Once you get MakePE where it needs to be, there are several Example CMD files that you can kick off. I recommend Example WinPE 5 x86.cmd. Make sure you Run as Administrator.
I’ve spent a great deal of time working on MakePE and writing the scripts, so do me a favor and don’t edit them. They are intentionally generic so anyone should be able to build out WinPE.
But if absolutely hijack my work, then have a look in the MakePE\ScriptsRW directory. Keep in mind before you got started, there was only one file in here.
The bad thing about being the WinPE Guy is all the USB Drives I have to keep for different WinPE Versions, Architectures, and builds.
I’ve had enough . . . so I decided to spend some time creating SuperPE.
But this blog post is about SuperISO right? Well it would look SuperBad if I labeled my USB Drive “SuperISO”, but we will get to that soon enough.
MakePE comes with several Example Build Script already included. These are in the root of MakePE. The image below contains the Example Build Scripts that I will release first. If you look at some of my other posts on MakePE, they may be named different, so don’t get hung up on what they are called.
You should create your own Build Scripts because when I make updates on GitHub to MakePE, I will be updating the Example Build Scripts, but you need to know what to do with them, that is where this post will come in. For starters I am going to detail the solo Example Build Scripts, marked above.
Each of these Example Build Scripts will build a single WinPE. Since Windows 10 is the hot thing, let’s look at one of these.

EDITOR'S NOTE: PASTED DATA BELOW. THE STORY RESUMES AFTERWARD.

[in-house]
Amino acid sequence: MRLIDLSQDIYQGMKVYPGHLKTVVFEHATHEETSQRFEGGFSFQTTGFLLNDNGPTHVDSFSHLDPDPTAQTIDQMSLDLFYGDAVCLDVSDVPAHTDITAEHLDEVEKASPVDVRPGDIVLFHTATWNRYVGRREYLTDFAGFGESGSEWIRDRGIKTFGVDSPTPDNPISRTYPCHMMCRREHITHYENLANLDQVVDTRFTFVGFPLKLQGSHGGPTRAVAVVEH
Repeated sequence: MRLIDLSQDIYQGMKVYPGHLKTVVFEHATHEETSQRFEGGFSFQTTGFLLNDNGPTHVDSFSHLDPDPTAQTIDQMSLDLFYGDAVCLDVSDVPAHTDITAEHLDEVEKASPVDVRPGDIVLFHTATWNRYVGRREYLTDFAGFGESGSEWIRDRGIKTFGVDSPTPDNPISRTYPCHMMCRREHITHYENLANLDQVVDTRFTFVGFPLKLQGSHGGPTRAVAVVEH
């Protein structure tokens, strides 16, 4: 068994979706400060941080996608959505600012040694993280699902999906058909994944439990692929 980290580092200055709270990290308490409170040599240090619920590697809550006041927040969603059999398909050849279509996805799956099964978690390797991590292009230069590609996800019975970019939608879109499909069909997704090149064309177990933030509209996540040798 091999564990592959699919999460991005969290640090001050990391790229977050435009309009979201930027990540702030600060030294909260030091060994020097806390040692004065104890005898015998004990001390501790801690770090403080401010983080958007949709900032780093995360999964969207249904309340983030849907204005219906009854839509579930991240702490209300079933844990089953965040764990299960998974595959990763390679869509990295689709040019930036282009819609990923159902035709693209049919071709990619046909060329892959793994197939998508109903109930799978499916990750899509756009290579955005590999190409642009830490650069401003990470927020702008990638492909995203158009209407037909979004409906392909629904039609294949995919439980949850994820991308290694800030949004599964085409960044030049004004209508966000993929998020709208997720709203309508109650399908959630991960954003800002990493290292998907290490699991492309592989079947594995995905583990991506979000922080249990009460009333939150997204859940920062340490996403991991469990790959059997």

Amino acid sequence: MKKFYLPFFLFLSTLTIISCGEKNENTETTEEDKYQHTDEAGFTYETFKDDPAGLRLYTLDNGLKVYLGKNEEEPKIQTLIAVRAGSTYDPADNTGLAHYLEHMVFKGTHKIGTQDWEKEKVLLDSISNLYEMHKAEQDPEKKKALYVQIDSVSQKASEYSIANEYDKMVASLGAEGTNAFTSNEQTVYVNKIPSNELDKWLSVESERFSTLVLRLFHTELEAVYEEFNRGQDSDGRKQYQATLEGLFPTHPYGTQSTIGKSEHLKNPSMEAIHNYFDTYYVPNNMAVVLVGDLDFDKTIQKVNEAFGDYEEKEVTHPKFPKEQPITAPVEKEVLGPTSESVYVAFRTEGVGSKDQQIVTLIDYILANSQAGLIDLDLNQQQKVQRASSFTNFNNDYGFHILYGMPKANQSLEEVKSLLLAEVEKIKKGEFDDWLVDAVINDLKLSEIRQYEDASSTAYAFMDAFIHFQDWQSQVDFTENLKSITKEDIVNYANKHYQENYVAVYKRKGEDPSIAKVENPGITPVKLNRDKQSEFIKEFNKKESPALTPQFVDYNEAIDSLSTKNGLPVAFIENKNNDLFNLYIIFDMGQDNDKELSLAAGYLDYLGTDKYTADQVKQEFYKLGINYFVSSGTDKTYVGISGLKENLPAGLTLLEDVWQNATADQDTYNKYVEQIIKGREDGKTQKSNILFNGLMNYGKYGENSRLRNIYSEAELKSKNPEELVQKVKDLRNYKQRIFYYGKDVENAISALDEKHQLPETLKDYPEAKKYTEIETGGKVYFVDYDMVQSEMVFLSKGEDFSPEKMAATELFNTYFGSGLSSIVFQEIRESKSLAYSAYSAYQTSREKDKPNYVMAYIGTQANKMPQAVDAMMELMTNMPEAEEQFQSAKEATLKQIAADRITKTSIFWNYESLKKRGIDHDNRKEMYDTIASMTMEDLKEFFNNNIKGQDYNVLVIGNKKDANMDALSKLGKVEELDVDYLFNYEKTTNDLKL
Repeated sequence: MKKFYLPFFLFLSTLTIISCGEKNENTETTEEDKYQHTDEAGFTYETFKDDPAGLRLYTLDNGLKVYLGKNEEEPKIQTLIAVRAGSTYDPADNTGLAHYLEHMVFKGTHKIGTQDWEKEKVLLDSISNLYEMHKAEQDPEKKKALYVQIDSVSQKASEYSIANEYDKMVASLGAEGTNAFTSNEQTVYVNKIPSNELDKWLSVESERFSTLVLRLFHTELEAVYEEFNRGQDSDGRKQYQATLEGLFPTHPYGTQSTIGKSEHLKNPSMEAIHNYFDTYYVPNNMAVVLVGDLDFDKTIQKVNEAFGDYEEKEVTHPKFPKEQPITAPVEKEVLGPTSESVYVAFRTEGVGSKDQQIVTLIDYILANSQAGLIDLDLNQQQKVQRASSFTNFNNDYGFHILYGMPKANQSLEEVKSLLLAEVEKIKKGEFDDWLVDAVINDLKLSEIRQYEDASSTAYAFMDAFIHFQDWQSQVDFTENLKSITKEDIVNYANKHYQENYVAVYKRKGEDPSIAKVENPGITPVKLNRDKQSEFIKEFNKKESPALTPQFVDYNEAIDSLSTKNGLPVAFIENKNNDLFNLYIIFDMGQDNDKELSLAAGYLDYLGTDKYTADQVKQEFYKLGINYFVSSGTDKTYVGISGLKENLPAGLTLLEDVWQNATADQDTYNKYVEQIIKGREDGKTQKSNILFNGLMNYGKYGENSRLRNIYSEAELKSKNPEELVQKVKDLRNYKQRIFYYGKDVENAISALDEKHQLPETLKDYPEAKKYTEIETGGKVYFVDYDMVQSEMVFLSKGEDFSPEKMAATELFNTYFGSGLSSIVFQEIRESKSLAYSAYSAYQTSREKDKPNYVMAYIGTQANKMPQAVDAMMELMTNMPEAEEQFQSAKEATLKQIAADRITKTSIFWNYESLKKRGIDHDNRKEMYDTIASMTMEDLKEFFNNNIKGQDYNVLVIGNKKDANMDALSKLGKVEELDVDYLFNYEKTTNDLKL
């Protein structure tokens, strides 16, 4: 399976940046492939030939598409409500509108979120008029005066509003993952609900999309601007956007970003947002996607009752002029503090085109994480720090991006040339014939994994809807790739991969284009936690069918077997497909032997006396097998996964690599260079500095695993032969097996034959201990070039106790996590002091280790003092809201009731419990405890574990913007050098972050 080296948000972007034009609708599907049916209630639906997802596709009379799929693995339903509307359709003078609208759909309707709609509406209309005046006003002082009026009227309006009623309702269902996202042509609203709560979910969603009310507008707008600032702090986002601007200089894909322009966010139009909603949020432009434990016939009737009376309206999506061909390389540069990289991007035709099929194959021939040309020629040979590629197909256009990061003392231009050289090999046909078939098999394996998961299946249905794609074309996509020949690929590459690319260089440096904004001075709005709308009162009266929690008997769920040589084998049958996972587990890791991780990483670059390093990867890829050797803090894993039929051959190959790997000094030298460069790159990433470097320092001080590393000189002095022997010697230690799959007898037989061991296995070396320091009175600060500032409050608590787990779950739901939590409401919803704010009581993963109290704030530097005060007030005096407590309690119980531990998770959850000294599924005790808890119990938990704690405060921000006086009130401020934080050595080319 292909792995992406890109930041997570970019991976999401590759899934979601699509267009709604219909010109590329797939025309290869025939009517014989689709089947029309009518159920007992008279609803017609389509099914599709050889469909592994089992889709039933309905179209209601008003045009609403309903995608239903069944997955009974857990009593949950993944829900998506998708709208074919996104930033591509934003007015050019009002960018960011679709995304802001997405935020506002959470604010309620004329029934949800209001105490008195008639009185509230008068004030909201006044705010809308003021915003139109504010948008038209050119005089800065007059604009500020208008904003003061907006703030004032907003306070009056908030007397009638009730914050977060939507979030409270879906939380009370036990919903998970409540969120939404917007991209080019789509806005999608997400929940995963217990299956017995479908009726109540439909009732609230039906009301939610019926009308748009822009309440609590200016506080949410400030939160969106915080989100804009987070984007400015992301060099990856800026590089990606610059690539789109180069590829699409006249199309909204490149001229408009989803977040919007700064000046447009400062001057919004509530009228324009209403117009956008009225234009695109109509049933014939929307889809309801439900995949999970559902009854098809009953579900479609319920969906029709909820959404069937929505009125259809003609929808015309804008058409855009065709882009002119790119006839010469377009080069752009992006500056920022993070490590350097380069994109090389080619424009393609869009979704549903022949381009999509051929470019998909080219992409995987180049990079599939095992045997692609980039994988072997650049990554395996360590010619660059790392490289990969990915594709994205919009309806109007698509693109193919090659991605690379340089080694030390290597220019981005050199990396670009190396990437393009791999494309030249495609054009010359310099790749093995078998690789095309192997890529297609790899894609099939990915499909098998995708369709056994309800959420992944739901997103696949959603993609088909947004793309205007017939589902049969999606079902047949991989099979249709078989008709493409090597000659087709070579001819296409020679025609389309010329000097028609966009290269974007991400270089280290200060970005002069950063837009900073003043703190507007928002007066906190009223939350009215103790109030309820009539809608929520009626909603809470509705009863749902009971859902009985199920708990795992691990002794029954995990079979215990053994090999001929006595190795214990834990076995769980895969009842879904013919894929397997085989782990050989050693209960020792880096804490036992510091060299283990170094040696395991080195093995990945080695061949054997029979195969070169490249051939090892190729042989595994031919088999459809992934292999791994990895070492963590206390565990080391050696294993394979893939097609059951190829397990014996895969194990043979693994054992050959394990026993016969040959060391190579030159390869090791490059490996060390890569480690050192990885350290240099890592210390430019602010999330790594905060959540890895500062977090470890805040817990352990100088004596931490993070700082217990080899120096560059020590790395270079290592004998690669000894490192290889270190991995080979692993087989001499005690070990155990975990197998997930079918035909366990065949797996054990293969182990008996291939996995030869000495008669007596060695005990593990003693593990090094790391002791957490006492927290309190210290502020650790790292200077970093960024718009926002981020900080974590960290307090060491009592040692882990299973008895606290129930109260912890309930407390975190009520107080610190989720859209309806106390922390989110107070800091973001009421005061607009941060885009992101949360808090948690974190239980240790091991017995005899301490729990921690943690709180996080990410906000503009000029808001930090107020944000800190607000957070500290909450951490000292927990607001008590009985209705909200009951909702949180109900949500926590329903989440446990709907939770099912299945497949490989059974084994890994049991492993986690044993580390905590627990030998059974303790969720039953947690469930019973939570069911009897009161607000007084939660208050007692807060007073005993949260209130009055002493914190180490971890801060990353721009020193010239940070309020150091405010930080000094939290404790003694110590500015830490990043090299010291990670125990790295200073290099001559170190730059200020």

MakePE supports this too. Just like adding Adding Extra Files to WinPE, the process is the same. If there are files you need added to all ISO’s that are created with WinPE, just add it to the MakePE\Optional\ExtraFilesISO\All directory.
If you have content that should only go in WinPE 5 x86 and x64, then place the files you want in MakePE\Optional\ExtraFilesISO\WinPE 5
MakePE will handle the rest.
You should finally have a good WinPE up to now, and are ready to add Drivers. MakePE uses a flat directory for installing Drivers, and these should be created automatically for you.
If you look in MakePE\Optional\Drivers, you should see these directories.
Simply place your extracted Drivers in the appropriate WinPE. In the example below, the Surface Gigabit Ethernet Adapter Drivers were added to WinPE 5 x64\Microsoft. No worries about subdirectories, they are handled automatically. Additionally in this example, I extracted the drivers from the Dell WinPE 10 Driver Pack. Now the next time I run one of my Build Scripts, my Drivers will be added to WinPE
The additional benefit is that I can take these directories and import the complete WinPE Version Architecture directory into SCCM, allowing me to keep the same source for WinPE, WinRE, MDT, and SCCM.
You will need to add a Deployment Share to MakePE if you are going to want your Bootstrap.ini or LocationServer.xml.
If you are using your Deployment Server with MakePE, then just specify the path in the MakePE\ScriptsRW\MySettings.cmd and you are good to go (I have not tested with spaces in the path).
You can even specify a UNC Path (I have not tested with spaces in the path) to a Deployment Share.
Additionally, I use MakePE on a clean OS on a Virtual Machine that is not joined to the Domain. This keeps my MakePE Environment clean (from Policy and Agents). To keep the MDT step from throwing an error, I simply add a Net Use command in one of my Build Scripts and I will be prompted for credentials when I kick it off. No need to map a drive letter . . .